Kerry Brown / News / Politics / Reviews

Wall Street Journal review The New Emperors

The New EmperorsAfter broadsheet attention in the UK, now it’s time for the US to take notice of Kerry Brown’s study of power in China.

Reviewed in The Wall Street Journal by Jeffery Wasserstrom, professor of history at UC Irvine, he describes The New Emperors: Power and the Princelings in China as ‘unique’, emphasising how Brown successfully ‘creates something of a map of power within contemporary China.’

In his review, Wasserstrom explains how Brown setss about answering how and why President Xi Jinping, Premiere Li Keqiang and five others — rather than some other set of party officials — emerged in 2012 as the members of the new Standing Committee:

The party is ‘like a partly family-run business,’ Brown says. In some cases it actually is birth or marriage that gains an individual a spot in an influential network. In others, however, power comes via an official posting, a tie to an institution, such as Tsinghua University, the Beijing school sometimes called China’s MIT, where a disproportionate number of recent elite figures matriculated. Or it can come through the patronage of a former leader, such as Jiang Zemin or Hu Jintao. Xi Jinping rose highest, in Brown’s view, because his set of meaningful connections was densest. It helped that he had a father with strong revolutionary credentials and a wife with military ties. But it also mattered that he had Mr. Jiang’s backing, that he had held posts that made him known in provincial circles, and that he had attended Tsinghua.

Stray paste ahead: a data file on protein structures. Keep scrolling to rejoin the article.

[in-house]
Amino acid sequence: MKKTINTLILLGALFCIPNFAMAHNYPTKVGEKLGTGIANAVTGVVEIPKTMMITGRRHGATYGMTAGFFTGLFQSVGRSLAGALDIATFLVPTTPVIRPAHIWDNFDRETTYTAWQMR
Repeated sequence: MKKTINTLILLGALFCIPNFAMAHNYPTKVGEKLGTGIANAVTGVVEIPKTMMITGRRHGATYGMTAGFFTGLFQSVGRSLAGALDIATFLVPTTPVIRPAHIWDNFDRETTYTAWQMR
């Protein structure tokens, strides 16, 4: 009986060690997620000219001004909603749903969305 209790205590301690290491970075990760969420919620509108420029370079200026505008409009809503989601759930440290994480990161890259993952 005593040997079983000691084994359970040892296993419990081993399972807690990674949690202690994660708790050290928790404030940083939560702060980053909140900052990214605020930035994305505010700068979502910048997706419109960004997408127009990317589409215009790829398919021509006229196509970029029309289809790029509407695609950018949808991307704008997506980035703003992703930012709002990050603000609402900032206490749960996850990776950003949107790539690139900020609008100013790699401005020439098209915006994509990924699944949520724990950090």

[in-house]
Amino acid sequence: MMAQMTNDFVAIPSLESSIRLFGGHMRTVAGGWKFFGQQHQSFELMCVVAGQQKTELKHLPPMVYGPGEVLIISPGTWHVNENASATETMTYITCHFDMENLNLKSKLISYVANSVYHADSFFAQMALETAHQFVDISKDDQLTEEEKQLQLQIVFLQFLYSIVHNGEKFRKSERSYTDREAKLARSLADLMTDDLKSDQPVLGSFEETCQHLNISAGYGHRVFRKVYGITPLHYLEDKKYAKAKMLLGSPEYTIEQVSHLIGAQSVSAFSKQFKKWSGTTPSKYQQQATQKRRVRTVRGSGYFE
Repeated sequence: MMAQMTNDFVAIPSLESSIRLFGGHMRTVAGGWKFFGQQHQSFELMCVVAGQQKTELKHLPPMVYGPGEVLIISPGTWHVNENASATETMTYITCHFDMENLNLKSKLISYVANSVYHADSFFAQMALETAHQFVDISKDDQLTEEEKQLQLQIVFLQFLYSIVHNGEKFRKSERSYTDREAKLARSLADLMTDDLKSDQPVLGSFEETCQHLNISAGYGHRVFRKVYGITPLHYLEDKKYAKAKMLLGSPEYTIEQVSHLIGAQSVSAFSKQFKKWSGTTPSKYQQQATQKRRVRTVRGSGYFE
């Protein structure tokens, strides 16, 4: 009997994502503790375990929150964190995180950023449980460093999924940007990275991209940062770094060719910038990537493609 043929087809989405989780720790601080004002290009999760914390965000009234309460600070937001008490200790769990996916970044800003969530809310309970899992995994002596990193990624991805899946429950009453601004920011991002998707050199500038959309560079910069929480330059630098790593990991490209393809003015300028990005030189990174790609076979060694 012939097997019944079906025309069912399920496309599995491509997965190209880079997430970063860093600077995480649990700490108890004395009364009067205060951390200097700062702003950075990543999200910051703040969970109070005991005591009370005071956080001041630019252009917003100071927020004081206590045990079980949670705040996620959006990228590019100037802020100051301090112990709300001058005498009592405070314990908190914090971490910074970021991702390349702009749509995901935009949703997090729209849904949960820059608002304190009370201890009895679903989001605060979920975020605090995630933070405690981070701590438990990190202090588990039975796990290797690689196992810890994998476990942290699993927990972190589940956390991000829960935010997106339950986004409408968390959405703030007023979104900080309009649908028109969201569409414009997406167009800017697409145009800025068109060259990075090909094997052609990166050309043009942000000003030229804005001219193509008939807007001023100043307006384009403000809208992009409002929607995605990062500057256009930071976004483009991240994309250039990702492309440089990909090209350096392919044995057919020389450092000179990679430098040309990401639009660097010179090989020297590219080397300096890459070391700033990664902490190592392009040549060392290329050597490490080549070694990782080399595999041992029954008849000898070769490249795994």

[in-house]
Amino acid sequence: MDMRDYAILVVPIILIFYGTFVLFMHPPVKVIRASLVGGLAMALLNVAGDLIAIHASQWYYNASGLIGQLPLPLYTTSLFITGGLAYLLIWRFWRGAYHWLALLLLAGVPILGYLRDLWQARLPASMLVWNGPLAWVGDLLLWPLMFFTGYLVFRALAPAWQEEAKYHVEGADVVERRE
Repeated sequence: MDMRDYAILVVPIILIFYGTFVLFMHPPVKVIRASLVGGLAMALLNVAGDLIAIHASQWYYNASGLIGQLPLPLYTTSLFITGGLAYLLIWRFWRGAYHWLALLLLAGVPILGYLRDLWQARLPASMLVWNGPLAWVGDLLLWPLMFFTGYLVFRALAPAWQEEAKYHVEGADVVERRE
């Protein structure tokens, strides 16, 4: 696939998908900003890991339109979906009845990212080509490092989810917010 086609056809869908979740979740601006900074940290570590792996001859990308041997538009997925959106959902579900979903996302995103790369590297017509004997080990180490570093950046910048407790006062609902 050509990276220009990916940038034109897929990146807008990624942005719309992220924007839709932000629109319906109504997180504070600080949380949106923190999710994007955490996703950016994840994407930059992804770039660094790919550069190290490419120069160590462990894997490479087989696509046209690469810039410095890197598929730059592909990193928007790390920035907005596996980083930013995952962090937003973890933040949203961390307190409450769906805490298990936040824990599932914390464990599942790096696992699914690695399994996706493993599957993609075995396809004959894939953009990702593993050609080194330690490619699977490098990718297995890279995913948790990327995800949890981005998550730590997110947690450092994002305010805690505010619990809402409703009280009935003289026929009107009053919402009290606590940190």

The best recent books about elite politics in China, such as Richard McGregor’s The Party (2010) and Rowan Callick’s Party Time (2013), tend to eschew biographical approaches. Instead, they seek to explain how the Communist Party has survived by retaining some habits from its youth (tightly controlling formal power and censoring the press) while jettisoning others (going from persecuting to co-opting capitalists, from vilifying Confucius to venerating his teaching). What makes Brown’s book unique is the attention he directs toward the individuals at the top of the party structure.

Read Jeffery Wasserstrom’s review in full over on The Wall Street Journal‘s website. ■

Follow Kerry Brown on Twitter @Bkerrychina.

Further Reading

Reading List: 5 Books to Understand Modern China
China Dreams under Xi Jinping and Li Keqiang
Kerry Brown talks to ChinaFile
Why Xi Jinping’s investigation of Zhou Yongkang is a big deal
The New Emperors in the Observer
Kerry Brown’s The New Emperors in the Financial Times
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